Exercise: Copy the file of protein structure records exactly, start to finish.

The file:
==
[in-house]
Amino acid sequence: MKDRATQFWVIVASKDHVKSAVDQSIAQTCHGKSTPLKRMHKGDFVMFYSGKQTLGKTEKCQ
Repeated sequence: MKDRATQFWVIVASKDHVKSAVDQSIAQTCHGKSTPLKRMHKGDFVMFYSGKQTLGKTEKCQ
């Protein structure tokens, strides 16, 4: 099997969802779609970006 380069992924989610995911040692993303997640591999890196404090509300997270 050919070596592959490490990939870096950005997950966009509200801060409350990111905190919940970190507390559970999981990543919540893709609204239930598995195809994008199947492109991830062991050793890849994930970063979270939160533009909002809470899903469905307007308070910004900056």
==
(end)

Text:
[in-house]
Amino acid sequence: MKDRATQFWVIVASKDHVKSAVDQSIAQTCHGKSTPLKRMHKGDFVMFYSGKQTLGKTEKCQ
Repeated sequence: MKDRATQFWVIVASKDHVKSAVDQSIAQTCHGKSTPLKRMHKGDFVMFYSGKQTLGKTEKCQ
């Protein structure tokens, strides 16, 4: 099997969802779609970006 380069992924989610995911040692993303997640591999890196404090509300997270 050919070596592959490490990939870096950005997950966009509200801060409350990111905190919940970190507390559970999981990543919540893709609204239930598995195809994008199947492109991830062991050793890849994930970063979270939160533009909002809470899903469905307007308070910004900056």